I love questions! The good ones, the bad ones, the stupid ones, and even the ones you only think are stupid. I think the only bad question is the one never asked... because that means you've assumed something.
I had considered giving up the challenge this year, because I haven't been able to keep up with it as well as I would have liked. Then Vanessa @Vanessence listed me in her blogroll, "in no particular order." Except I was the first one on her list! How could I give up now?
So dear readers, I pledge to give you something. It may be short or it may be barely worth a blog post. But it will be something. Every letter. Every time. And this is Q.
For Writers: Questions for Editors and Agents
On your writing journey, you are bound to have questions. That's good! It means you want to learn more about the industry and how to get your book in the right hands. But knowing the appropriate way to ask a question is important, too.
Social Media: Before you post a question on social media, consider:
If you answered "Yes" or "Maybe" to...
#1 – Instead of a public posting on social media, you might ask your critique partners, or look for opportunities such as online classes and Facebook Groups where your specific manuscript can receive feedback.
#2 – Check the FAQs and submission guidelines of websites before asking a question about a specific publisher or agency. Also, follow the blogs of any editors or agents you are querying because they will often help you get a feel of their preferences.
#3 – Even if you have a general question, the answer might already be in a blog post. Try googling with the whole question, or type in the keywords to search for the answer. You may find the answer without cluttering up your social media account.
#4 – Social Media sites are huge places. Think of the busiest place in the world and imagine you've walked in with your question. Now imagine that down the street and around the corner is a quiet information booth with no line. You can stand there waving your question and hope it gets answered, or you can take a few extra steps to find someone who knows the answer. Nine times out ten, I'd rather do the extra work.
If you answered "No" to all the above...
#1 – If your question is general in nature, then chances are other writers have the same question.
#2 – If your question hasn't already been answered, that doesn't mean nobody else has the same question. (see #1)
#3 – As you ask, avoid loaded questions. For example,
#4 – Sometimes social media IS the best place to ask your question. Try using hashtags like #askagent to get your question answered more quickly. Some agencies have specific times and hashtags when they will be on twitter or other social media sites to answer your questions. Follow their schedule and guidelines for the best results. If other writers have the same question, they will probably like or retweet your post. This will help your chances of finding an answer.
For Readers: A Quest for Questions
When reading picture books to little ones, you will probably see a little hand (or 30) shoot up to ask a question. Be warned – Kindergarteners don't actually know what a question is.
"Yes, Billy, do you have a question?"
"Thank you for raising a quiet hand. What is your question?"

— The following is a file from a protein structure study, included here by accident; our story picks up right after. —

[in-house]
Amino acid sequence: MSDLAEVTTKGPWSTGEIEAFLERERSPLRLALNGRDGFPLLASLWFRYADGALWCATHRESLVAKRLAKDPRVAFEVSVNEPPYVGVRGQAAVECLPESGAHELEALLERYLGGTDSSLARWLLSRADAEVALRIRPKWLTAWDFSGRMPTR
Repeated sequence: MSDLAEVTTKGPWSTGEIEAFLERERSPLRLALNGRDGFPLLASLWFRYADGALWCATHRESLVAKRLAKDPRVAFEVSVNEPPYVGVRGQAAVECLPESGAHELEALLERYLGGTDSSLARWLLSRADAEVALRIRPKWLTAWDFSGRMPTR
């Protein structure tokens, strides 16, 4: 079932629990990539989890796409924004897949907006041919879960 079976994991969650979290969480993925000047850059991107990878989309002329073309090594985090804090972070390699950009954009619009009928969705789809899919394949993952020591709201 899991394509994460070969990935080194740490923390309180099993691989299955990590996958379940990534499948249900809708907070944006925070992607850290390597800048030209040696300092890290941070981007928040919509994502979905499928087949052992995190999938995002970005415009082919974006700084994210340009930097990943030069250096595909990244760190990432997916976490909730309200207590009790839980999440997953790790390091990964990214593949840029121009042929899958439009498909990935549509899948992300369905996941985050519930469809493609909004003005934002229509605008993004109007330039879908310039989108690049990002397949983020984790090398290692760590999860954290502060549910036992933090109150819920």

"My grandpa has a big bike, and he'll let me ride it, only my feet aren't grownup enough yet and mom says I have to be as old as grandpa to ride and I don't want to be that old because he doesn't have any hair on his head except he had hair in his ears and some in his nose but I'm not supposed to talk about that anymore..."
"That's a nice story, Billy, but it's not a question. Now, this picture book is called-"
At which point three more hands will shoot up (or maybe 5 hands, but two of the students are waving both their hands at the same time).
"I'm only going to pick on you if you are asking a question. Do you have a question?"
Three eager heads bob vigorously, "Uh-huh."
"Ok, Tonya, Marcus, and then Hayden."
Tonya takes her hand down sheepishly, "I forgot."
Marcus glances at Hayden then remembers it's his turn, so he smiles really big and yells, "I know that book! My mom read it to me on Sunday because Eyder was sick and I couldn't go in while she was sleeping and –"
"You've heard this book? Wonderful! Then you'll have to help me keep the secret at the end. Promise?"
Marcus nods, beaming.
Hayden thinks maybe she was forgotten so she waves both hands again.
"Yes, Hayden, do you have a question or did you have something to say?"
"I had something to say. Actually it's a question."
"Are you sure? Does it have one of the question words: Who, What, or Why?" Of course there are more question words, but why encourage them?
"OK, what's your question?"
"What... what... I read that book before too."
You gotta give 'em credit for trying.
"I'm so glad, but I bet not everyone has heard this story. So I'm just going to read it and you can hold your questions for the end, OK?"
Eight more hands will shoot up while you're reading, so you'll have to simply remind them that you'll take their questions at the end. Of course you'll run out of time, so be sure to have a suggestion, "You know, I'll bet your family would love to hear your questions. Or maybe you can ask your friends at recess!"
I hope you'll check out some of the many bloggers who have taken this challenge. Once I'm caught up, I'll add links of blogs I've visited.
P.S. I made up that story
Just to be clear, everything in this post is made up. Except maybe the #askagent hashtag - that is a real hashtag. And Vanessa is a real blogger you should totally visit. But my example questions and stories are all made up. OK, just wanted to be clear.
I write about, with, for, and around kids all day. (Well, maybe I do the dishes too. Sometimes.)